The 1% that are driving this insanity have to be stopped, brought to heel. But that is an insane idea, the money-hungry meglomanics will never stop.

Seriously, there is a need for a global  ‘French Revolution.’

 

Another warning

Casanare drought raises Colombia climate fears

Colombian cattleman Daniel Cuadra: “I don’t know what the future holds, but we need to prepare ourselves because next year could be worse.”

The rotting corpses of dead cows and wild capybaras line the road that leads from Paz de Ariporo to Hato Las Taparas in the Colombian province of Casanare.

At least 20,000 animals, including wild pigs, deer, small crocodiles and tortoises have died of thirst during a catastrophic dry season in this central region.

And many fear this year’s drought is only heralding a future of increasingly harsh summers and even more severe water shortages in Colombia’s plains.

Dry as bone

“Here we have two very distinct seasons: a dry season and a rainy season,” explains Angely Rodriguez who overseas agricultural and environmental affairs in Paz de Ariporo.

“In a couple of months, it will be raining so much, all this will be like a mirror, completely flooded.”

But that will be of little consolation to farmers whose livestock has been decimated.

Ms Rodriguez says dry spells – which usually last from December to April – are nothing new for the inhabitants of Casanare, but “never before during the dry season did we have such a lack of water”.

As we drive across the yellow plains, all we seem to come across are tanker lorries.

Some are carrying water to replenish ponds, marshes and other natural drinking sources as part of efforts by the authorities to alleviate the suffering of wildlife and cattle.

Water is being delivered to some of the worst hit areas to replenish ponds, but many of the lorries carry oil

But the large majority carry oil extracted from under the soil of these plains.

Ms Rodriguez thinks the recent boom in oil exploration and extraction in the area is to blame for the water scarcity in the summer months. “We’ve seen water sources that used to last all summer run completely dry,” she tells the BBC.

“We’re aware global climate change is part of the problem. But we also need to look into the consequences of seismic exploration and how much water the oil industry is extracting,” she says, as we drive past a flock of vultures feasting on another dead cow.

‘Too simplistic’

Like Ms Rodriguez, many worry about the consequences of seismic reflection – an exploration method that uses small controlled explosions to create an image similar to a sonogram to help locate new oil deposits.

Many in Colombia fear that this method affects water sources, and dismiss oil industry studies which suggest the contrary.

Read more

Read more

Change the World Wednesday – 23rd Apr

Update

A month ago in my Monday Moaning I wrote of the plight of São Paulo, Brazil’s biggest city.

They didn’t have water. The reservoirs that supply the city were down around the 30% mark.

Jaguari Dam - Responsible for 45% of Saõ Paulo's water

Jaguari Dam – Responsible for 45% of Saõ Paulo’s water – image: Diario Central

A month later and the plight has become critical, the reservoirs have fallen to 11.9% of their capacity (last night’s news).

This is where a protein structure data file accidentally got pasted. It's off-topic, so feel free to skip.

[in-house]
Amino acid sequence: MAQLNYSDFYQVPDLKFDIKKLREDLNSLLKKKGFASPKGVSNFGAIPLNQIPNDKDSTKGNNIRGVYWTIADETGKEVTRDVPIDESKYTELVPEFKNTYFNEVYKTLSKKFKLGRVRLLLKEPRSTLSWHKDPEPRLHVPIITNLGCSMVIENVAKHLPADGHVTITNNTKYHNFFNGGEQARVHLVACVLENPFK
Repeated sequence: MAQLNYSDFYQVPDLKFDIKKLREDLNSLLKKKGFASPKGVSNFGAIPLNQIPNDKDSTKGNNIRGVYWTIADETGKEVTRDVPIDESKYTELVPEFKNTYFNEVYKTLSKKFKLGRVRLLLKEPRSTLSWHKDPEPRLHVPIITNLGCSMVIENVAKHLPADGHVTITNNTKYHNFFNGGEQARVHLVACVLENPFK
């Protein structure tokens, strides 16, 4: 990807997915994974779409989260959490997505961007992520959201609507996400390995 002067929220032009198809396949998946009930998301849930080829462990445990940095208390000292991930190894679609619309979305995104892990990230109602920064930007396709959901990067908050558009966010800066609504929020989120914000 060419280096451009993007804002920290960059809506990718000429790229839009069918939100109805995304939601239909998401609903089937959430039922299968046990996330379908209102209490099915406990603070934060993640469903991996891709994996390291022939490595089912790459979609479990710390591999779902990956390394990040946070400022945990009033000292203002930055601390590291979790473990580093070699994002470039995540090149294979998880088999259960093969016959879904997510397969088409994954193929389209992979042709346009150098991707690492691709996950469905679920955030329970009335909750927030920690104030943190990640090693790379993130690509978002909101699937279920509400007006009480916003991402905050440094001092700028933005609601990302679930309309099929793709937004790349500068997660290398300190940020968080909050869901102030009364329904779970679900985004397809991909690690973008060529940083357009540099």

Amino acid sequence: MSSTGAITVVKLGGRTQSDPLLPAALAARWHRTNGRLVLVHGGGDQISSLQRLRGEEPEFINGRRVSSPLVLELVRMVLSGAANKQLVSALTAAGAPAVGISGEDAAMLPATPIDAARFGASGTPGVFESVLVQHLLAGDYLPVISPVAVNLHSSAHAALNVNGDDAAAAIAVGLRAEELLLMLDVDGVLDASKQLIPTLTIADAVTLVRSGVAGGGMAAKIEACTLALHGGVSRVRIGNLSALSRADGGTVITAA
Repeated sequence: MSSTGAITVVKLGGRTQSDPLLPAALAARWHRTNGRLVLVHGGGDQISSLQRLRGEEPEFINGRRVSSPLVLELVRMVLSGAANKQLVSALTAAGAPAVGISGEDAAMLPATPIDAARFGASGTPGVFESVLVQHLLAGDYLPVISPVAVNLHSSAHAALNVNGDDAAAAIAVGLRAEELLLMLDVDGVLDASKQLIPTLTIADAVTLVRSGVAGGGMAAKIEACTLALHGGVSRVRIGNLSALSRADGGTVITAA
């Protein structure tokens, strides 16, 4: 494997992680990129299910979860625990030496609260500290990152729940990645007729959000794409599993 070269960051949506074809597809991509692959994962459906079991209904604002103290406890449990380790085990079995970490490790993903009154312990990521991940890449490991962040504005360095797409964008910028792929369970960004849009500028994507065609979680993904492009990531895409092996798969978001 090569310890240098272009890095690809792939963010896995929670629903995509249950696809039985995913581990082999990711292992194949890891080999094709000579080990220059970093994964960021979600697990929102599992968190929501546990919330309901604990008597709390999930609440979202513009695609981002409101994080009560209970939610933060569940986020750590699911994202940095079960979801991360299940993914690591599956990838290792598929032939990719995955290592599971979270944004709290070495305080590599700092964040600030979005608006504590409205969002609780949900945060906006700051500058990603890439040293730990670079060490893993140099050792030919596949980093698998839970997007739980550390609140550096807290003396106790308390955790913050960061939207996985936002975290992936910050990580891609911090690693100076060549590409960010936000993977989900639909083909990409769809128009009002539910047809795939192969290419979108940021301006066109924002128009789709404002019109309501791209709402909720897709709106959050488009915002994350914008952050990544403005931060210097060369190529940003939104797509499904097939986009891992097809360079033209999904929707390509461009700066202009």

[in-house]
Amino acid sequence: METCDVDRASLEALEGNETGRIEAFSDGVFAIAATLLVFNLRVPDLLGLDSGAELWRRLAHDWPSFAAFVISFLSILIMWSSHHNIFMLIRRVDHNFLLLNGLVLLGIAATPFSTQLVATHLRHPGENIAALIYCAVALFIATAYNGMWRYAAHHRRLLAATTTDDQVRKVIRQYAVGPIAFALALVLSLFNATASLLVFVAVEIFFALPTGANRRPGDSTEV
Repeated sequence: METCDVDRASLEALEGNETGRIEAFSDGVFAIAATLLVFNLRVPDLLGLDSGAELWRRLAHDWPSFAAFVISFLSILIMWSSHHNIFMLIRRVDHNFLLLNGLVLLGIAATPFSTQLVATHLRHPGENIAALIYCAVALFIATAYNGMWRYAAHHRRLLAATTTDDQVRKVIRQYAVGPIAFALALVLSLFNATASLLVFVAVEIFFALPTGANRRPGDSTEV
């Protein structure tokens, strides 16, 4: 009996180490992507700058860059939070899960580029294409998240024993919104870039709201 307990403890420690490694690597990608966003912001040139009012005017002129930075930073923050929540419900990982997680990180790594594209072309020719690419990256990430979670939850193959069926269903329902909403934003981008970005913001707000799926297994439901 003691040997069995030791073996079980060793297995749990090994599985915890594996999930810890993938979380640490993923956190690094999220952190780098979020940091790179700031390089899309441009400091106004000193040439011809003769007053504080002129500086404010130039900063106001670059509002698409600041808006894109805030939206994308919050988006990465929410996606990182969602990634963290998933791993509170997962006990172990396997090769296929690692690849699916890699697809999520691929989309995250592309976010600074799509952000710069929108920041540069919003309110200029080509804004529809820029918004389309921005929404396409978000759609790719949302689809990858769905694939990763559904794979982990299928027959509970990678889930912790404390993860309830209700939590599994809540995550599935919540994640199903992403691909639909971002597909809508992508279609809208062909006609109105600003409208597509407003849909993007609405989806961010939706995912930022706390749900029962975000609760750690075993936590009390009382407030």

Now literally, they don’t have water.

The water company is pleading with people to save water, substantial discounts are being offered to those who reduce their usage by 20% from their previous average, those who use more than their previous average will be fined heavily.

Don’t say, “But that can’t happen here!” Because it is happening! NOW!

In some areas of the world the water situation has become serious, it’s up to you to see it doesn’t get worse.

Back to our regular programme…

The problem with rabbit food is that one good fart and I'm hungry again

The problem with rabbit food is that one good fart and I’m hungry again

The BIG question!

Did I go vegan for a day? The answer is no… I did two days. Nothing fancy, just simple salads and a home made garlic and herb vinaigrette.

I did it this time just to show you I could, normally I don’t plan them, they just happen, and normally they are more vegetarian than vegan; I do like eggs and cheese with my salad.

In my perambulations for last week’s post, I did fine this. Grateable and meltable vegan cheese on Bunny Kitchen. Just thought I’d say.

Without this fellow and his ilk, there wouldn't be life on the planet

Without this fellow and his ilk, there wouldn’t be life on the planet

 Bees…

Yes, this week’s CTWW is about bees.

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We’ve all heard that Bee populations are declining. Since bees pollinate the majority of our food crops, worldwide, their decline is a cause for great concern. Why are they in trouble? Research points to GMO agriculture and the use of pesticides. It’s time to take action! Here’s your challenge …

This week, take action to protect honey bees. Please choose at least one action from the following list:

  • Plant at least one native, flowering plant in your yard. Avoid hybrid plants … they don’t produce enough nectar or pollen and are useless to bees and other pollinators.
  • Plant a vegetable garden.
  • Let pests live (natural pest controllers, like Lady Bugs, need them for food).
  • Keep your lawn and garden pesticide-free.
  • Eliminate chemicals in your home.
  • Provide a year-round, clean source of water for bees (rainwater collection, a small garden water feature, bird bath, etc.).